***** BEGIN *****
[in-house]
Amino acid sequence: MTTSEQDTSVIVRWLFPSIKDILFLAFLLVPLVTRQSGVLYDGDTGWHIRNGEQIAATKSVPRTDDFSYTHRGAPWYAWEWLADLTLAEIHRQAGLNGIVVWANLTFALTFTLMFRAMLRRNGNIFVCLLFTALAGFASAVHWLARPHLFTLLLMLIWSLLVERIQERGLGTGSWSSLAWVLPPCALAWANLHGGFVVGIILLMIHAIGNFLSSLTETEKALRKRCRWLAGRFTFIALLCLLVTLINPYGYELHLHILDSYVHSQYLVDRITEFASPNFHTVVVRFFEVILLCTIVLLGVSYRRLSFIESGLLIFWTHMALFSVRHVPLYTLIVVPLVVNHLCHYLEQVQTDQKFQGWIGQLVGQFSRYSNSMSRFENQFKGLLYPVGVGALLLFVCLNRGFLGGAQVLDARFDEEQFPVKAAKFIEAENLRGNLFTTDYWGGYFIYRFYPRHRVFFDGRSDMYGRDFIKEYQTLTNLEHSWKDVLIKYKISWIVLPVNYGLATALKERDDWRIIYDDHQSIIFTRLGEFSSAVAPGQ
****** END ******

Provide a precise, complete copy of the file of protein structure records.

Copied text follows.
[in-house]
Amino acid sequence: MTTSEQDTSVIVRWLFPSIKDILFLAFLLVPLVTRQSGVLYDGDTGWHIRNGEQIAATKSVPRTDDFSYTHRGAPWYAWEWLADLTLAEIHRQAGLNGIVVWANLTFALTFTLMFRAMLRRNGNIFVCLLFTALAGFASAVHWLARPHLFTLLLMLIWSLLVERIQERGLGTGSWSSLAWVLPPCALAWANLHGGFVVGIILLMIHAIGNFLSSLTETEKALRKRCRWLAGRFTFIALLCLLVTLINPYGYELHLHILDSYVHSQYLVDRITEFASPNFHTVVVRFFEVILLCTIVLLGVSYRRLSFIESGLLIFWTHMALFSVRHVPLYTLIVVPLVVNHLCHYLEQVQTDQKFQGWIGQLVGQFSRYSNSMSRFENQFKGLLYPVGVGALLLFVCLNRGFLGGAQVLDARFDEEQFPVKAAKFIEAENLRGNLFTTDYWGGYFIYRFYPRHRVFFDGRSDMYGRDFIKEYQTLTNLEHSWKDVLIKYKISWIVLPVNYGLATALKERDDWRIIYDDHQSIIFTRLGEFSSAVAPGQ